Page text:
Some time ago I had a hunch, a gut feeling that Doctor Kawashima's Brain Training for the Nintendo DS was a tool that had a locus of some kind in classrooms. I remember having the same feeling many years ago when I first saw the Logical Journey of the Zoombinis and that game proved to be incredible as a learning tool. Anyway, For those of you who have played Doctor Kawashima then you will know that much of the research that informs the games design is based on the fact that increased cognitive challenge means increased blood flow to the brain. This is, as Doctor Kawashima argues, just what a healthy brain needs to keep it active and alive!
I couldn't help feeling that this message was similar to the rationale that is given for the Brain Gym programme that many schools in Scotland have embraced. a programme that has, yet to prove itself in my opinion, that it really does make the difference in terms of effectively preparing children to learn or even in helping to enhance cognitive performance.
I was sure that the fantastically challenging and engaging world of Doctor Kawashima could have a positive influence and effect on learners mental maths abilities and subsequently their self-esteem/self-concept so I decided to carry out a small scale research programme, under the auspices of my employers Learning Teaching Scotland, to see if it did. You may get the feeling that I am rather biased before I start so in order to show that my approach was as objective as possible here's a brief look at my methodology which ran over a 10 week treatment period:
- 3 Dundee schools, similar socio-economic catchment areas
- One class with Nintendo DS & Doctor Kawashima each to be used for 15 mins a day then a brain age check every Friday
- One class to use Brain Gym activities for 15-20mins a day where and when appropriate
- One class as a control group that did neither of the above
- These were P6 classes (some P5s involved though due to composite)
- Pre-tests: 100 sums of addition and subtraction within 100 and multiplication and division up to the 11x table PLUS Burnett self-concept questionnaire
- Post-tests: as above
- Research integrity involved the teachers using Google docs to detail the weekly use of Brain Gym activities and the notation of Nintendo users decreasing (or increasing) Brain Age
My project finished this week and I now have the DSs returned from a class of children who have shown remarkable results in relation to the improvements of the other two classes. At this stage the results seem to show that:
- every child in the Nintendo class has improved either the speed at which they complete the 100 sums, their accuracy or both. These improvements have seen children knock 7-8 minutes off their time and some children, who are Level B Maths and learning support, move from 23/100 to 68/100. All within three weeks.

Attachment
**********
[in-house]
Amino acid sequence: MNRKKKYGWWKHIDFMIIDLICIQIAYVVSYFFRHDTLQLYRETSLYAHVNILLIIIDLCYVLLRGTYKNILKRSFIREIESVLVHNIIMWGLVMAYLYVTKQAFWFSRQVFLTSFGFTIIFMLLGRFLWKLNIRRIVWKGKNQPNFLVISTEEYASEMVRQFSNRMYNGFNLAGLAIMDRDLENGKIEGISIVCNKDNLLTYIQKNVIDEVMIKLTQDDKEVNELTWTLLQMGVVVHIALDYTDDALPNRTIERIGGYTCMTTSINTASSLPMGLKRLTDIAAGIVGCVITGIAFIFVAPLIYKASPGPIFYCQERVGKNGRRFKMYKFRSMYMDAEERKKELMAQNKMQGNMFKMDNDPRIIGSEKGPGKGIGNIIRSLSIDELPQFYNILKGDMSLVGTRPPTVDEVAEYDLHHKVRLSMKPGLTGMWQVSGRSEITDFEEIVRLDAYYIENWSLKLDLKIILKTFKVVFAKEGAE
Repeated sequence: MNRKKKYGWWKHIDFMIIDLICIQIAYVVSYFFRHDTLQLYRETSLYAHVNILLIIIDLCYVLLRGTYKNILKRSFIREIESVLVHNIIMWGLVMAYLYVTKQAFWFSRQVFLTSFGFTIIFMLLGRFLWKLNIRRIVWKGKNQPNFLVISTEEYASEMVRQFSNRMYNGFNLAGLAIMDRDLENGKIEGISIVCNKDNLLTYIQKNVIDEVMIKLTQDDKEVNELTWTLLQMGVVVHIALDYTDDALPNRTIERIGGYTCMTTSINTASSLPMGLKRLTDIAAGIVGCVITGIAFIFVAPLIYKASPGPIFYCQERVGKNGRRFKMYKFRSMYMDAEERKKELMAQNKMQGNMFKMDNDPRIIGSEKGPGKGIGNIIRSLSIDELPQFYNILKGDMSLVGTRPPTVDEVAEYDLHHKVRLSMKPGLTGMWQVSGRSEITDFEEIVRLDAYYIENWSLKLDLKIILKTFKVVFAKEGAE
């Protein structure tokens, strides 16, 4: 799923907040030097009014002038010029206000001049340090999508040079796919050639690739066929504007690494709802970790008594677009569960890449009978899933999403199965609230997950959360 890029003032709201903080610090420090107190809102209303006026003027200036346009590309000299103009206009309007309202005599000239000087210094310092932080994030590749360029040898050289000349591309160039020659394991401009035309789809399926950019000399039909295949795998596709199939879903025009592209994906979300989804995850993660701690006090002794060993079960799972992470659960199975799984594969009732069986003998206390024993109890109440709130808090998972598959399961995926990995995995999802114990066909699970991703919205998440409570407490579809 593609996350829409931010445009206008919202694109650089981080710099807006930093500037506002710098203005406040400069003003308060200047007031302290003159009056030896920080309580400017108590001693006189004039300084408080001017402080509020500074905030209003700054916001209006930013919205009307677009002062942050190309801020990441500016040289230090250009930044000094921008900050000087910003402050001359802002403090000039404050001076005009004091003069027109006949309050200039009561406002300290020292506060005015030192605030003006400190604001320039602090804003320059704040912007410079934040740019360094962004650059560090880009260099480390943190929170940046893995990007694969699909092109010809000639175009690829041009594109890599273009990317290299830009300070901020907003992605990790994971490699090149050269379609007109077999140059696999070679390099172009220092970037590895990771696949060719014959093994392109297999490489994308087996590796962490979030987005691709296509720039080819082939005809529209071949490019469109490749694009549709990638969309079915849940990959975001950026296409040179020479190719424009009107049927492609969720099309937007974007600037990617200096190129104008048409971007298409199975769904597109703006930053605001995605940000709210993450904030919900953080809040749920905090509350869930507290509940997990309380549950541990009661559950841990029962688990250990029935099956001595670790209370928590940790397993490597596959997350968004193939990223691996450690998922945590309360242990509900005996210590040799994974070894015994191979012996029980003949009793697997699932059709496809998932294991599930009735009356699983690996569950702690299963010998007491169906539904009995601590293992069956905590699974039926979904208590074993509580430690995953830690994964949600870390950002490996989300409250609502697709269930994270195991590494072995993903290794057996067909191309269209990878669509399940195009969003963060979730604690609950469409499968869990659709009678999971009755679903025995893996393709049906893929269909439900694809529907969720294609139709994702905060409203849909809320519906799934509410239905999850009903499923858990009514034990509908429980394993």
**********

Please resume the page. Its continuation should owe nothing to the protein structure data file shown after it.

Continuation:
- The amount of children who can now do the 100 sums (and achieve excellent results) in under 10 minutes is far greater in the Nintendo school (seven children) than in the other two schools. In fact, no child in the other two schools did the sums in less than 10 minutes in the post-test
- The class ethos has been transformed. The children were so used to coming in, taking out their DSs and getting on with their Brain Training every morning. The children have remarked on how much calmer the class is, how there is less fighting, arguing and moaning and how much they enjoy seeing each other get good scores (although they want to improve their's too.)
- The class teacher and the SMT feel that the biggest success has been in self-esteem development and the class bonding as a group via this game and that they didn't want to give the DSs back to me.
There does not appear to be a similar result set from the Brain Gym class or the control group class.
I'm off to analyse the data in a much more systematic way over the course of the next few weeks but I have been so excited by my first look at the results that I had to share some of my early observations with people who are interested.
I feel that the arguments and theories about games and learning continue to need real substantiation and a models of practice that are accessible to teachers and local authorities. This project and approach did not cost that much but it appears to have had so many positive effects on the children and the class as a whole.
Hopefully a more systematic analysis of the results will make a positive contribution to the games and learning debate. I'll keep you informed once more is known.